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Most hematomas can be evaluated and safely treated without laboratory or radiology tests. Often the care provider will be able to take a history and perform a physical examination and decide that no further evaluation is required.
However, depending upon the injury or presentation, blood tests may be ordered, including a hemogram to assess the red blood cell count (often the hemoglobin and hematocrit are measured) and clotting studies, including an INR (international normalized ratio), and PTT (partial thromboplastin time, a blood test that measures how long it takes for blood to clot). The INR is routinely measured in individuals taking the blood thinning medication warfarin, to help monitor the individual's medication dosing.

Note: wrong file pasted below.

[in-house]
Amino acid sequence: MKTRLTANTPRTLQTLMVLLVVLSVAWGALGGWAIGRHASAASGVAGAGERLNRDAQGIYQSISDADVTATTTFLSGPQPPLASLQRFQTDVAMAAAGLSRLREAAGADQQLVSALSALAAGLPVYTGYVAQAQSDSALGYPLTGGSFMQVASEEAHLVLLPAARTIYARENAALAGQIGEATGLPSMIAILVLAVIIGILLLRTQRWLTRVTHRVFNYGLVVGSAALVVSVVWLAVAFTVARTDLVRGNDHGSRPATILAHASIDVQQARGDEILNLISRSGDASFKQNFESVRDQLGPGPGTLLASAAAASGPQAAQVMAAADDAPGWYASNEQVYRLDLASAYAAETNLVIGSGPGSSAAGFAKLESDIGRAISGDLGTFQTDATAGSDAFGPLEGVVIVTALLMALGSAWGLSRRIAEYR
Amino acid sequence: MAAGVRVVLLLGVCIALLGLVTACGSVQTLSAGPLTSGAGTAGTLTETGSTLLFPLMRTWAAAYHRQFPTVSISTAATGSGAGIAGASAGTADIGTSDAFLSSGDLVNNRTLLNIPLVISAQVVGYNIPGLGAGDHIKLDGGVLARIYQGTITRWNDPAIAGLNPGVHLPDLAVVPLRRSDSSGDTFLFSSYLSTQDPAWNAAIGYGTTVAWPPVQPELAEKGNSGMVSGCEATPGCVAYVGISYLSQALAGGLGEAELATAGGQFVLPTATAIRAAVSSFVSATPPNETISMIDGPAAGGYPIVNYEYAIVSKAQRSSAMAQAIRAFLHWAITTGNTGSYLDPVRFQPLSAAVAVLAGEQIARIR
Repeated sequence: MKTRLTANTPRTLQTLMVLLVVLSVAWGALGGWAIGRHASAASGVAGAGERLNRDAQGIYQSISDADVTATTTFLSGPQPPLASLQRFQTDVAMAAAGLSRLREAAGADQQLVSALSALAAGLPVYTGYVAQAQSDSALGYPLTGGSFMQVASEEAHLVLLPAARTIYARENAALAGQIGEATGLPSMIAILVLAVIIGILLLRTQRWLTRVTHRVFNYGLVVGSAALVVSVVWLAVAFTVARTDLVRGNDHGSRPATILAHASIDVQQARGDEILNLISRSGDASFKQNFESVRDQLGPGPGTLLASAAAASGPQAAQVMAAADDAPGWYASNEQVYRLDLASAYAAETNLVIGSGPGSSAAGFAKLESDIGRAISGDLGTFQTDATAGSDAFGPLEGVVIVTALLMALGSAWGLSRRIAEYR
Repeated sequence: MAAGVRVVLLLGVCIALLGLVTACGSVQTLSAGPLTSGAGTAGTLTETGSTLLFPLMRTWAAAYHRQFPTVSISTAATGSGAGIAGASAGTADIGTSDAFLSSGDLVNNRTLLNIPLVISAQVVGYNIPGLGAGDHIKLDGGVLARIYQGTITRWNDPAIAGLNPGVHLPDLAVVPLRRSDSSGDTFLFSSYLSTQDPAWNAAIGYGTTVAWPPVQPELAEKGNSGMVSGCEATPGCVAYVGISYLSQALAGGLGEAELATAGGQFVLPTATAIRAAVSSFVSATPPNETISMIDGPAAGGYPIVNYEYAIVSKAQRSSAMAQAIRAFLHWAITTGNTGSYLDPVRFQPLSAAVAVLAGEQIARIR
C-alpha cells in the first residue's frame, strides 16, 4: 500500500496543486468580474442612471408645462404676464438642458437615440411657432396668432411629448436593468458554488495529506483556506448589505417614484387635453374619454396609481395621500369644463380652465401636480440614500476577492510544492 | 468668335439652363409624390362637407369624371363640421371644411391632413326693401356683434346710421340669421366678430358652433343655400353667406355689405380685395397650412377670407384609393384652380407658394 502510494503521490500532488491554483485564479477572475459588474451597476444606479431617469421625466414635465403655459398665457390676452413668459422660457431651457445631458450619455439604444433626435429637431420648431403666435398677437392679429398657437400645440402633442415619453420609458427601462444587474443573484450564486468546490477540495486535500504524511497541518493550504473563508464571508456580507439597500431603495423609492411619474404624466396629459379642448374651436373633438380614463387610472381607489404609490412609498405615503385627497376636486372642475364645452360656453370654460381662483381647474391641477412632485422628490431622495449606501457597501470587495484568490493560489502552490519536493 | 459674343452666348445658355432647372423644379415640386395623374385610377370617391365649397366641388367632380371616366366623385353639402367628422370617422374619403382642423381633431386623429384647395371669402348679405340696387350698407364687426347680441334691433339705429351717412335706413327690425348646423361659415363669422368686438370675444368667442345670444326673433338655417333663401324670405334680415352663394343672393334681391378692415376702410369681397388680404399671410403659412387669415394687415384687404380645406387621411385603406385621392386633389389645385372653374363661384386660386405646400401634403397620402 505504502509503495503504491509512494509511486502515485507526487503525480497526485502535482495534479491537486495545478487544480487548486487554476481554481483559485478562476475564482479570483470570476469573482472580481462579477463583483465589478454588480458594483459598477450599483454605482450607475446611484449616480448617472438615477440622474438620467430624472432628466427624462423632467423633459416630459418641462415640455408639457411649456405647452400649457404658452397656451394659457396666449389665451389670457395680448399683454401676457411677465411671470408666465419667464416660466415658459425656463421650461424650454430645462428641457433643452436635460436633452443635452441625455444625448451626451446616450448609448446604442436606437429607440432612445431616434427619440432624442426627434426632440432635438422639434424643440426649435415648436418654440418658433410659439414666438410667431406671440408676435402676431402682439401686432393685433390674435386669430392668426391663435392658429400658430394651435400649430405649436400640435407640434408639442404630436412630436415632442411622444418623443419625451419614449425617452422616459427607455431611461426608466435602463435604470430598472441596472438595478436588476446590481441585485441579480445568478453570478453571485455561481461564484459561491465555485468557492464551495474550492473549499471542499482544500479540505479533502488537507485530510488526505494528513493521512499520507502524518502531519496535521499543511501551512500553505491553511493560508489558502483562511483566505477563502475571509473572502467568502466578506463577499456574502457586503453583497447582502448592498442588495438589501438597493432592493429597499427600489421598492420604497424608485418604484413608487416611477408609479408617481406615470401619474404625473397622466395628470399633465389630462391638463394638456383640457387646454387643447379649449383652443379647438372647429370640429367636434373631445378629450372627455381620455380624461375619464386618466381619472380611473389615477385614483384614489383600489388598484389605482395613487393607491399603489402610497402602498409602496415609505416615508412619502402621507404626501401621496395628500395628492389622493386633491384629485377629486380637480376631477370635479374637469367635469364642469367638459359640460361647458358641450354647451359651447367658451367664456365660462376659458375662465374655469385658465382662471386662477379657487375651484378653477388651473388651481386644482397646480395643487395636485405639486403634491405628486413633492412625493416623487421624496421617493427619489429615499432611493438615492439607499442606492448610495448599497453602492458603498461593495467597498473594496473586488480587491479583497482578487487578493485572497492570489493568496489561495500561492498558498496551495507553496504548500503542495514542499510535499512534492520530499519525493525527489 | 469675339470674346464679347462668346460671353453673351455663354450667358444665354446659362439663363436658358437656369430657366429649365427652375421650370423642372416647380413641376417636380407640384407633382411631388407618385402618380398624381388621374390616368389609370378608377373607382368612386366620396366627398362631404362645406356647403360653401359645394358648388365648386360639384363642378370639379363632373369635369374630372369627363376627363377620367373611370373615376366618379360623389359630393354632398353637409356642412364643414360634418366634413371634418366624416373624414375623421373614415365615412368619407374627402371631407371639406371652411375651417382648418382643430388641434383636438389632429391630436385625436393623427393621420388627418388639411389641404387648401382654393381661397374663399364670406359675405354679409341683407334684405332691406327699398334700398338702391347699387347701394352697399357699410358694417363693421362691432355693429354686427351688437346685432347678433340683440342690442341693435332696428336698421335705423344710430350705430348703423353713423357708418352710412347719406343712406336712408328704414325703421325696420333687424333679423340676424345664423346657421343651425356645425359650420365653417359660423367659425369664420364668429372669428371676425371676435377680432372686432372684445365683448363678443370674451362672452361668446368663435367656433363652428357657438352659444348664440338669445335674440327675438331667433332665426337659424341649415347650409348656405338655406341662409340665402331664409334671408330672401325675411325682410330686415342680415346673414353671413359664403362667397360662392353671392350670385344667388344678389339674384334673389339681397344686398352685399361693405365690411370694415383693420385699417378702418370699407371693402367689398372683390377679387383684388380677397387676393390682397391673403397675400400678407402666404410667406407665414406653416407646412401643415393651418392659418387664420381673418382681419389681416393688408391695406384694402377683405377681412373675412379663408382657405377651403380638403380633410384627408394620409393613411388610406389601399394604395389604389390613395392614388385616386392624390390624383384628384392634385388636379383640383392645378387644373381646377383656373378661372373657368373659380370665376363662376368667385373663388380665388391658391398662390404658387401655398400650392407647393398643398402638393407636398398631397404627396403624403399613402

Depending upon the site of injury or other associated factors, the care provider may request other testing be done. CT scans are useful in looking for blood in the brain or abdomen. Ultrasound is often used for pregnant patients who present with vaginal bleeding.
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